The Moabites and Ammonites are descendants of Lot, Abraham’s nephew. When Sodom and Gomorrah were destroyed, Lot’s two daughters, believing that the world had come to an end, intoxicated their father and deceived him into fathering children by them.19 The Ammonites lived east of Mount Gilead, from the Jabbok southwards.20 They were subject to King David21 and although they later became independent, they nevertheless presented gifts to King Uzziah.22 Their brethren, the Moabites, lived along the eastern bank of the Jordan River and east of the Dead Sea. They warred constantly with Israel.23 Their language, known from the Moabite Stela, erected by King Mesha in honor of his victories over Israel,24 was almost identical to Hebrew.
Except for those living in the Arabian peninsula, however, none of these peoples spoke Arabic prior to the seventh century A.D., and only those living in Arabia would have termed themselves Arabs. When Muhammed made his famous journey to Medina in 621 as the first step in the establishment of a Muslim Arab state, even the Arabs were far from united. Broken into many factions throughout the peninsula, most were idolators, while those in the north tended to be Christians; there were even numerous Arabic-speaking Jewish tribes.
From Arabia, the Arabs moved outward to conquer most of the Middle East (Asia Minor remained Greek until the Turkish invasion some 850 years later), all of North Africa, and the Iberian Peninsula. Arabic became the new language for all of the conquered lands; and over the years, the natives came to consider themselves Arabs. Thus, the Egyptians, Libyans, and Phoenicians, all descendants of Ham,25 were assimilated with the invading Arabs. So were the Assyrians, Babylonians, and Berbers of North Africa. We can also say that the Arabs of the Gaza Strip are, to a great extent, descendants of the Philistines, after whom the land of Palestine was named. Palestine has perhaps seen more mixing of peoples than most areas of the world, due to its strategic position on trade and military routes. The Israelites took control of the land under Joshua, but were unable to completely destroy the Canaanites.26 Then, subsequent invasions brought the Assyrians, the Babylonians, the Medes and Persians, the Greeks, and the Romans, some of whom, in each case, remained and intermarried with the local population. Byzantium inherited the scepter from Rome, and it was against Byzantine Palestine that the Arabs moved in 638. Later invasions by the Crusaders, Mongols, Turks, etc., brought about further mixtures.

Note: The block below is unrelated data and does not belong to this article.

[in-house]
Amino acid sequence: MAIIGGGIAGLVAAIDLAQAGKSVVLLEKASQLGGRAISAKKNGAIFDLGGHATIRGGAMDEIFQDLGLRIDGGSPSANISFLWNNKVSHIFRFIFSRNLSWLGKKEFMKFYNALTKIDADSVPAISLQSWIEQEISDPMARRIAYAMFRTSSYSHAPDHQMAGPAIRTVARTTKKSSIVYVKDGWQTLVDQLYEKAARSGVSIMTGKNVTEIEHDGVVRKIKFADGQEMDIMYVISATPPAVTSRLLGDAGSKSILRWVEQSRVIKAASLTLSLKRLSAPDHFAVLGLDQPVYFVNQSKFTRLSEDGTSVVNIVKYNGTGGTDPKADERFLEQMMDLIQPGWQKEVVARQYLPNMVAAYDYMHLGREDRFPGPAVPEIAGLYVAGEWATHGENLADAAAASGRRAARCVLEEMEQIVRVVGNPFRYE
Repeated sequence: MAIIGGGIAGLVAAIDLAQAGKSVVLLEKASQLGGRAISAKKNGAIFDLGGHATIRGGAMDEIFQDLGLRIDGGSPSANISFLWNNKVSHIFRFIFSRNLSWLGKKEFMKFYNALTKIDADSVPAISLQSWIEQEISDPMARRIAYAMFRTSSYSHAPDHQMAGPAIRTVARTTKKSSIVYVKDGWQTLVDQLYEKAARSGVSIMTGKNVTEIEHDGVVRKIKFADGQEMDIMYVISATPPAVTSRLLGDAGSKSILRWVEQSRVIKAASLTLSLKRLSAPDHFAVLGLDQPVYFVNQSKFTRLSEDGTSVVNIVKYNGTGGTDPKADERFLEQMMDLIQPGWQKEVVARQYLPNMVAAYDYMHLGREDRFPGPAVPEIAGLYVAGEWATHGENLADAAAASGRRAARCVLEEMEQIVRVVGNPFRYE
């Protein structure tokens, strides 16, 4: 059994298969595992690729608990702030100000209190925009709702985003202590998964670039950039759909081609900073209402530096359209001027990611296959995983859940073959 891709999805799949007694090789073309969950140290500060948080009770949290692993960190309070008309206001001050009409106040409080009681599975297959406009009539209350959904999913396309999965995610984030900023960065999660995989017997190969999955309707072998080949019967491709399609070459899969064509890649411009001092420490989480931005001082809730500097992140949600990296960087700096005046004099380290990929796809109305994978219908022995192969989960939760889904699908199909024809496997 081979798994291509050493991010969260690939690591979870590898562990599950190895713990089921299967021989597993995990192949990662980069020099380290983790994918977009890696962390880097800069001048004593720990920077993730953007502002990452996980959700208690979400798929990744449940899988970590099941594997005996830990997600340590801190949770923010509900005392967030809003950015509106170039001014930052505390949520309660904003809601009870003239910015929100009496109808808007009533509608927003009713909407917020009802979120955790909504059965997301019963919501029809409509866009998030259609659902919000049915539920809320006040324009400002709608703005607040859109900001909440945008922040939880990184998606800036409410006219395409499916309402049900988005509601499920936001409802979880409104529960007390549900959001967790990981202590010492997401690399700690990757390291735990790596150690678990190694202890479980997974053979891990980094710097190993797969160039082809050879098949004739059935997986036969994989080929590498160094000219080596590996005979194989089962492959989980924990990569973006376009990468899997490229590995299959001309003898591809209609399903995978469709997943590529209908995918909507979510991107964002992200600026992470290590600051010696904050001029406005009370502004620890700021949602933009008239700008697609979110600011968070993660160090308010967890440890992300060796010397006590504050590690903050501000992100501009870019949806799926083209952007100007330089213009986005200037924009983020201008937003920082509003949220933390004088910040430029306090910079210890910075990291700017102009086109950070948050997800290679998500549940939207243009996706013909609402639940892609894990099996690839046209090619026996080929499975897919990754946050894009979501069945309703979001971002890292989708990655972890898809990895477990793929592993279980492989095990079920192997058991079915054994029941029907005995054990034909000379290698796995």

Incongruous as it may seem in the light of the modern conflict in the Holy Land, many of the Palestinian Arabs of today are descendants of the Jews who inhabited the land some 2,000 years ago. Many important Palestinian families can trace their genealogy back to Judah or another of the tribes of Israel. Christian communities of Palestinian Arabs are mostly descended from the original Jewish inhabitants who were converted to Christianity soon after Christ. Those who are still Christian are not usually converts of the Crusaders, but rather descendants of Christians who resisted conversion to Islam in the seventh century. An example is the Maronite Christian community. They speak Arabic but use Aramaic—the language spoken by the Jews of Jesus’ time—in their liturgy.27
The historical answer to the question, “Who is an Arab?” is therefore very complex. It is easy to see why the Arab himself generally takes a linguistic sidestep to: “An Arab is someone who speaks Arabic.”